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Advanced Geometries by Additive Manufacturing and Topology Optimization for Internal Cooling of Gas Turbine Airfoil

Parbat, Sarwesh (2023) Advanced Geometries by Additive Manufacturing and Topology Optimization for Internal Cooling of Gas Turbine Airfoil. Doctoral Dissertation, University of Pittsburgh. (Unpublished)

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In the past few decades, the growth in the ability of materials to retain strength at high temperatures has occurred remarkably slower than the rise in combustion temperature in gas turbine engines. With an aim to attain overall cycle efficiency of 65% in the next few years, the gas turbine inlet temperature is slated to reach in excess of 1700o C. As a result, there is a need to identify innovative and more effective cooling technologies for the hot gas path components, such as airfoils, to maintain them within their working thermal envelope.
The presented research developed and demonstrated that advanced lattice geometries fabricated by direct metal laser sintering (DMLS) based additive manufacturing (AM) process could be effectively used in the cooling of gas turbine airfoils. The effect of unit cell topology, ligament diameter, and orientation with respect to fluid flow on the aerothermal performance of these geometries was investigated. In addition, a new type of integrated cooling architecture was also developed by combining AM fabricated transpiration and lattice geometries. This architecture could simultaneously provide external and internal cooling to the airfoils while also alleviating the harmful effects of pore blockage, which is a limiting factor with transpiration-based cooling. Three state-of-the-art experimental techniques and detailed numerical analysis were utilized to characterize the performance of these geometries.
Finally, a new topology optimization (TO) method based on second law analysis was proposed to optimize the overall aerothermal performance of lattice geometries. Within this method, the relative strength of heat transfer and dissipative losses was calculated using local entropy generation rates. A set of criteria was proposed to precisely isolate high-dissipation fluid regions and modify them to suppress form-losses and improve local heat transfer, yielding the optimized topology. The proposed TO method presented several advantages: 1) the method could be implemented as a post-process script, thus eliminating the need for a custom solver, 2) optimization could be performed on prespecified geometries in a high Reynolds number flow, and 3) it provided a quantitative insight into the best operating point for a given geometry in terms of inlet flow conditions.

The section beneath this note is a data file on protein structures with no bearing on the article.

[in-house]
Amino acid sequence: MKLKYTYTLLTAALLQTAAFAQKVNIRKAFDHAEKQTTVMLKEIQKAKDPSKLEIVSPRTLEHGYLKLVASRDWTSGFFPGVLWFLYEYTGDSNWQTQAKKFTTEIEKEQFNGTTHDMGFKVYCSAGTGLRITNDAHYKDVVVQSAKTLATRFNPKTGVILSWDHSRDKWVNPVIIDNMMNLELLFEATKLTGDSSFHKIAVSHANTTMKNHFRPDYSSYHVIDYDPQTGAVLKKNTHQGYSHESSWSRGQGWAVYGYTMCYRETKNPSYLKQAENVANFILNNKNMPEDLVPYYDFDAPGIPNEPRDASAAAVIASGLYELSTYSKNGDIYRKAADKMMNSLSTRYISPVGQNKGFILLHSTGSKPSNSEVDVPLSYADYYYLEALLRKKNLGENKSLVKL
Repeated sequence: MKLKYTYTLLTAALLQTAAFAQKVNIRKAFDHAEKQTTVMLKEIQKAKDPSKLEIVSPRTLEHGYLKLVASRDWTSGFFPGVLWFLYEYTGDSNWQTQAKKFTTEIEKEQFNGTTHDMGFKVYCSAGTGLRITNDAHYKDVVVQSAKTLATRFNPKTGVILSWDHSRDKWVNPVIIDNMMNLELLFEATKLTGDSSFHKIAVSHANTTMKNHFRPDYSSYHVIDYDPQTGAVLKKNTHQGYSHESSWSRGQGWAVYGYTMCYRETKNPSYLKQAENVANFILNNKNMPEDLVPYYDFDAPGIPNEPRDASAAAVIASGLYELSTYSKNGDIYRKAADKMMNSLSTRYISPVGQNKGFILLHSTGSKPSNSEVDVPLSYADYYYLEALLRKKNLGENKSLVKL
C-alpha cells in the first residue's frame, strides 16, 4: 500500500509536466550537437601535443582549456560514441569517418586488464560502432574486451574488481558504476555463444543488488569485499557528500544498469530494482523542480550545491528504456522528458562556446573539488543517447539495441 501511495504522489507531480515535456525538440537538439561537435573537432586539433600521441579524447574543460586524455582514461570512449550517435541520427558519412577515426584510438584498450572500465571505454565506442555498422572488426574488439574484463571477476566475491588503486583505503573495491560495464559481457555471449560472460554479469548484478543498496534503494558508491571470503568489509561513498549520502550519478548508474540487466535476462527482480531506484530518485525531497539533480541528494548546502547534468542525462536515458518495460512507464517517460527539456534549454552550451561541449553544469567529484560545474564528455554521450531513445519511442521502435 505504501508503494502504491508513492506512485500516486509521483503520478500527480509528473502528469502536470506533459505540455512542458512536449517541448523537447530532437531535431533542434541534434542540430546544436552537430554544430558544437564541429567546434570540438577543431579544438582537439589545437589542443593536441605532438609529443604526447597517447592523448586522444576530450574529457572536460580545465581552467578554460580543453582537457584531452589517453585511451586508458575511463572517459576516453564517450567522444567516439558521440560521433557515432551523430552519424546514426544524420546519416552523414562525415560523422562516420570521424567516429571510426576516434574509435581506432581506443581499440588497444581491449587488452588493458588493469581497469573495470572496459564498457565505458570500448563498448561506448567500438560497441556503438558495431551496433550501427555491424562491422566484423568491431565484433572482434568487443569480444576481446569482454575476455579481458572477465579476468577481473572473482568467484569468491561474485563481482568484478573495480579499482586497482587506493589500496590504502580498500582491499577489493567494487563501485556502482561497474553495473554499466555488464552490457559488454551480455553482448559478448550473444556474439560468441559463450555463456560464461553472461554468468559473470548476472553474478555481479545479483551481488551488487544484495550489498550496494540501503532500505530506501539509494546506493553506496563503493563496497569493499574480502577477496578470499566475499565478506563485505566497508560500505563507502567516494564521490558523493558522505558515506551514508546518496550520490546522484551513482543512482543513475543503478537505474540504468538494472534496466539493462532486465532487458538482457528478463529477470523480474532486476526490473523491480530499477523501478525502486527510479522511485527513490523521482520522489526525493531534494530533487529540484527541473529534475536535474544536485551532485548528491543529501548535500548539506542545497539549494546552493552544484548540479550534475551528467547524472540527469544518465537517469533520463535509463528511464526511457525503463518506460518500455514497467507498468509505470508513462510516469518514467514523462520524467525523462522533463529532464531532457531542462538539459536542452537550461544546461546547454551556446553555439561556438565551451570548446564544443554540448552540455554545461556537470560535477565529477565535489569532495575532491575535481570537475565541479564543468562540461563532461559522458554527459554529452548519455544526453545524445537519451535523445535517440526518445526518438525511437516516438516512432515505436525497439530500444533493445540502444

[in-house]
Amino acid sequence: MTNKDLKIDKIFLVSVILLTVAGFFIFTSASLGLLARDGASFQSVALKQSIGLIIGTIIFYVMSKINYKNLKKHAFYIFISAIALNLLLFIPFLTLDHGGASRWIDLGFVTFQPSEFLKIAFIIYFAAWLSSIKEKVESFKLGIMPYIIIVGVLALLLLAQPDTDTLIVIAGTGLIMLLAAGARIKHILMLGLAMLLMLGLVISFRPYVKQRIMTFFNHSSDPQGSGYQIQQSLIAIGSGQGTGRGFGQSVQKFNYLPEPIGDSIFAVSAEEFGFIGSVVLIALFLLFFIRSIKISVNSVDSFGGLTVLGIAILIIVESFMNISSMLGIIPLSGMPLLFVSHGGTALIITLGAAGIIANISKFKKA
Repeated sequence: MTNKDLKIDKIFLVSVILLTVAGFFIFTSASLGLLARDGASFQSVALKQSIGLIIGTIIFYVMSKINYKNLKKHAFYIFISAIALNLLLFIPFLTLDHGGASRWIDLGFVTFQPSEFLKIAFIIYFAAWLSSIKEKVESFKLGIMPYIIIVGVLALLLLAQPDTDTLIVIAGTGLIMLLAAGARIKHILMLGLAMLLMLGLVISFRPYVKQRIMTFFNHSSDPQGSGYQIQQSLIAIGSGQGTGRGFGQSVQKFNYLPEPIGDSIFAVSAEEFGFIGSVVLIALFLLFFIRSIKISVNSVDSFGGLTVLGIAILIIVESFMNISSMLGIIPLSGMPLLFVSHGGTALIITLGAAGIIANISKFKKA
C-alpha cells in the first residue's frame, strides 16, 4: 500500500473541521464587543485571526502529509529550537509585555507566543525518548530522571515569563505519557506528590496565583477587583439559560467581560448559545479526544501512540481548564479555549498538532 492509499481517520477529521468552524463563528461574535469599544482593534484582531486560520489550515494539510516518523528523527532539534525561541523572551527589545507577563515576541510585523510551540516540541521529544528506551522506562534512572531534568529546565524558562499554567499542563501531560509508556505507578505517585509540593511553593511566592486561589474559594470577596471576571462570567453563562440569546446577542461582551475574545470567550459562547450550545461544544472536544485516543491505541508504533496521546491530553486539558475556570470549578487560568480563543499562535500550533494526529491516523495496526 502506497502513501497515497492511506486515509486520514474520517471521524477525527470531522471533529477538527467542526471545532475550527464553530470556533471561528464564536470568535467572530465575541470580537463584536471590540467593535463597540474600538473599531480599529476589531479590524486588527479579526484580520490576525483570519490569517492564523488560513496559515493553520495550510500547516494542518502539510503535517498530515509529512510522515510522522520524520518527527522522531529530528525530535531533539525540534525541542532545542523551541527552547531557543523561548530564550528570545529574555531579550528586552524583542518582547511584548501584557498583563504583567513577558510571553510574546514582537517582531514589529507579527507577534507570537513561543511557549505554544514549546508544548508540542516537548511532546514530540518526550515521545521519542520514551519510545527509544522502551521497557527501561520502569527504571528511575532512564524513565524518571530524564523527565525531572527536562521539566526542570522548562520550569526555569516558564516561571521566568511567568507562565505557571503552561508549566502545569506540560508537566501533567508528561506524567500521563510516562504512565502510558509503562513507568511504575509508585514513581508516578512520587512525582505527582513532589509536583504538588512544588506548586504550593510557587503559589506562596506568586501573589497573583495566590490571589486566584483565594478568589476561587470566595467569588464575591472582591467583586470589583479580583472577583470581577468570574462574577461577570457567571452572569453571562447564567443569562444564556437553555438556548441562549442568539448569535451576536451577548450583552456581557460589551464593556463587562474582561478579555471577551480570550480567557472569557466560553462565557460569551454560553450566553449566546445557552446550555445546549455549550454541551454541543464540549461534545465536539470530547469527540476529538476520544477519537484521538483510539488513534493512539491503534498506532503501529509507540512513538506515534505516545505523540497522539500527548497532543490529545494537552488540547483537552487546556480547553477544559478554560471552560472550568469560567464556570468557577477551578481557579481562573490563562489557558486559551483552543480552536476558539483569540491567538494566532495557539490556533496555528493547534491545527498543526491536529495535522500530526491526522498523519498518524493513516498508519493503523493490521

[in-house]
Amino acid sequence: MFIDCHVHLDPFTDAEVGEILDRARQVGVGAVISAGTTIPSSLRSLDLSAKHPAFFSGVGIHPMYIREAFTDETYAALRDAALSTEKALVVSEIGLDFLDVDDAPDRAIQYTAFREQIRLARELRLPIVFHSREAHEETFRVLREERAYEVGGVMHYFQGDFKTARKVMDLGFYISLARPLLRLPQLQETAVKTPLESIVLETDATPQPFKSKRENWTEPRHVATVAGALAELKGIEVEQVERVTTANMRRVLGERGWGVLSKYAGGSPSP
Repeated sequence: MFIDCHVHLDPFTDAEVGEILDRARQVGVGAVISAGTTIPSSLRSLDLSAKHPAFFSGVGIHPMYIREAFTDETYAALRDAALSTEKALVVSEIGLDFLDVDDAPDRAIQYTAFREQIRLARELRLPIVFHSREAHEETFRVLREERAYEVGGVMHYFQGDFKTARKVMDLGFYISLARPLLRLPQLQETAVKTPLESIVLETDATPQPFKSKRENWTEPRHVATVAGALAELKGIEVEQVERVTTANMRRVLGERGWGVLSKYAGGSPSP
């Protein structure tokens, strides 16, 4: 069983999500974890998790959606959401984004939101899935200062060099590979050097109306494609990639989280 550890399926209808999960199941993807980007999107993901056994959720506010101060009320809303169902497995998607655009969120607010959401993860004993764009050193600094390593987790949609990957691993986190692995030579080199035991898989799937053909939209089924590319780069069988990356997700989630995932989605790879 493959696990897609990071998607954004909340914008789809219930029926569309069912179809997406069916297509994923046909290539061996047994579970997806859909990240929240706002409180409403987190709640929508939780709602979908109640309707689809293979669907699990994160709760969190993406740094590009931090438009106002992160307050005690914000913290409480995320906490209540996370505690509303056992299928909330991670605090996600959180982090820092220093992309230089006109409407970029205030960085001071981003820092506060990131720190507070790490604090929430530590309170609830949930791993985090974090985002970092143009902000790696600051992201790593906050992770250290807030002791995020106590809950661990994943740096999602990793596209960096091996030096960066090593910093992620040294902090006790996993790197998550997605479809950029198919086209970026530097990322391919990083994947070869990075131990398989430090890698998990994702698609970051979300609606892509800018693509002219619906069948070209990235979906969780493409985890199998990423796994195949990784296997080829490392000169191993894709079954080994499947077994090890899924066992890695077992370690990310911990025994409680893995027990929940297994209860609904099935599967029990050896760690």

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Item Type: University of Pittsburgh ETD
Status: Unpublished
CreatorsEmailPitt UsernameORCID
Parbat, Sarweshsnp34@pitt.edusnp340000-0001-7459-9499
ETD Committee:
TitleMemberEmail AddressPitt UsernameORCID
Thesis AdvisorChyu, Minking
Committee MemberCho, Sung
Committee MemberZhao,
Committee MemberKang,
Date: 19 January 2023
Date Type: Publication
Defense Date: 17 October 2022
Approval Date: 19 January 2023
Submission Date: 20 October 2022
Access Restriction: No restriction; Release the ETD for access worldwide immediately.
Number of Pages: 166
Institution: University of Pittsburgh
Schools and Programs: Swanson School of Engineering > Petroleum Engineering
Degree: PhD - Doctor of Philosophy
Thesis Type: Doctoral Dissertation
Refereed: Yes
Uncontrolled Keywords: Heat transfer, additive manufacturing, lattice cooling, transpiration cooling, second law analysis, Bejan number, topology optimization
Date Deposited: 19 Jan 2023 19:07
Last Modified: 19 Jan 2023 19:07


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